Migraine – Acute Treatment in Children and Adolescents
Featured Reading 1: Acute Treatment of Migraines
Oskoui M, Pringsheim T, Holler-Managan Y, Potrebic S, Billinghurst L, Gloss D, Hershey AD, Licking N, Sowell M, Victorio MC, Gersz EM, Leininger E, Zanitsch H, Yonker M, Mack K. Practice guideline update summary: Acute treatment of migraine in children and adolescents: Report of the Guideline Development, Dissemination, and Implementation Subcommittee of the American Academy of Neurology and the American Headache Society. Neurology. 2019 Sep 10;93(11):487-499. doi: 10.1212/WNL.0000000000008095. Epub 2019 Aug 14. Review. PubMed PMID: 31413171.
ESTABLISHING A MIGRAINE DIAGNOSIS
The diagnosis of pediatric migraine must include at least 5 headaches over the past year that last 2-72 hours when untreated with at least 2 of the following 4 additional features:
- Pulsatile quality
- Worsening with activity or limiting activity
- Moderate to severe in intensity
The headache is often associated with nausea, vomiting, photophobia, or phonophobia. Aura’s can occur in about 1/3 of children and precede the headache by 5-60 minutes.
ACUTE MIGRAINE TREATMENT
Early treatment (< 1 hour from headache onset) improves pain-free rates. Start with non-prescription oral analgesics (acetaminophen, ibuprofen, and naproxen). Triptans can be prescribed if the patient has failed OTC treatments. Only rizatriptan ODT (5-10 mg) is FDA approved for children as young as 6 years old. For children ≥ 12 years old other triptans such as almotriptan OT (6.25-12.5 mg), sumatriptan NS (20 mg), and zolmitriptan NS (5 mg) can be used. Ergots and oral naproxen alone have not been studied in children. If the child fails 1 triptan, then find an alternative triptan or route of administration. Intranasal sumatriptan and zolmitriptan are absorbed more quickly and have a faster onset of action.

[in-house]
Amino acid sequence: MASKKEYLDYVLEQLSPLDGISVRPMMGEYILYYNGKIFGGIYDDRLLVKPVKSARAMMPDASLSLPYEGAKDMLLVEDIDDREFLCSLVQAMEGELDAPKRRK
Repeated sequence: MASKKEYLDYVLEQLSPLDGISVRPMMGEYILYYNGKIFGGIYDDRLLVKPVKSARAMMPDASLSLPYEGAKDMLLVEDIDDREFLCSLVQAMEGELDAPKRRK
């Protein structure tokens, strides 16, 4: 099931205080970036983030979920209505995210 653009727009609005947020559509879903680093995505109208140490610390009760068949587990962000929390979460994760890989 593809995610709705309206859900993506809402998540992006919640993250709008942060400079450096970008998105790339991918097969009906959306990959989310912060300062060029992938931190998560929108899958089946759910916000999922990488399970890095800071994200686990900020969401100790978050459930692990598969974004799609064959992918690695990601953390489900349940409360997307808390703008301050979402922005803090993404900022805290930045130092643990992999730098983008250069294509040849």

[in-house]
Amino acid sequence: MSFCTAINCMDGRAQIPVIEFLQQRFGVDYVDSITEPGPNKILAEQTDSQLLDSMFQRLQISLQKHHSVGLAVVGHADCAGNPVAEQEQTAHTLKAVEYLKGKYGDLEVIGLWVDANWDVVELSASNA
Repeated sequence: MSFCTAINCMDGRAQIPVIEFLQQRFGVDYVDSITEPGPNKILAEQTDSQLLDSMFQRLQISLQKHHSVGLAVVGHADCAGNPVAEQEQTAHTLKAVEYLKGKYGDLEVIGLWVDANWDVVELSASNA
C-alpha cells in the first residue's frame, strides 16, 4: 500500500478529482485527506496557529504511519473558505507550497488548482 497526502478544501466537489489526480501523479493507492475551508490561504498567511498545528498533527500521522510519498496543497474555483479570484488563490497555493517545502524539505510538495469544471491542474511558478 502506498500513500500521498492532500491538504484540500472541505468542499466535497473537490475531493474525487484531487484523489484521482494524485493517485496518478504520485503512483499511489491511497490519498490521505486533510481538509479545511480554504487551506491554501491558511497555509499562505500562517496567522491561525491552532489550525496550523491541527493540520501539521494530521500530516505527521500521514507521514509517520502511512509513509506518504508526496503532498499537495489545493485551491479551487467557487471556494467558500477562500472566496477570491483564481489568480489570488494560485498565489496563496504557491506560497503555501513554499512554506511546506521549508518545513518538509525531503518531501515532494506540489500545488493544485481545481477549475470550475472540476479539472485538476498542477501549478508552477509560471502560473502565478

PEARL: If the migraine is successfully treated, but the headache recurs within 24 hours, then take a second dose of the acute migraine medication.
PEARL: Adolescents that do not respond completely to a triptan, should be givenibuprofen or naproxen in addition to the triptan to improve symptoms.
TREATMENT OF MIGRAINE ASSOCIATED SYMPTOMS
Migraine associated symptoms include nausea, vomiting, photophobia, or phonophobia. Antiemetics should be used to treat nausea and vomiting associated with migraine headaches. If severe nausea and vomiting are present, then use intranasal formulations of zolmitriptan and sumatriptan as an abortive acute migraine treatment. Zolmitriptan and sumatriptan/naproxen have also been shown to be responsive to photophobia and phonophobia.
Discuss migraine-healthy habits such as lifestyle modification, avoiding migraine triggers and avoidance of medication overuse. Maintain a headache diary to track response to certain triggers and any new therapies.
PEARL: No more than 14 days of ibuprofen or acetaminophen per month.
PEARL: No more than 9 days of triptans per month with no more than 9 days per month of any combination of triptans, analgesics, or opioids for more than 3 months to avoid medication overuse headache.
PEARL: No evidence to support the use of opioids for children with migraines.
Avoid in children with a history of ischemic vascular disease (stroke, TIA, MI, severe peripheral vascular disease, ischemic bowel disease, and coronary vasospasm) or cardiac accessory condition pathway disorders (Wolff-Parkinson-White syndrome).
PEARL: In 2004, the American Headache Society consensus statement did not consider these absolute contraindications for triptan use in children.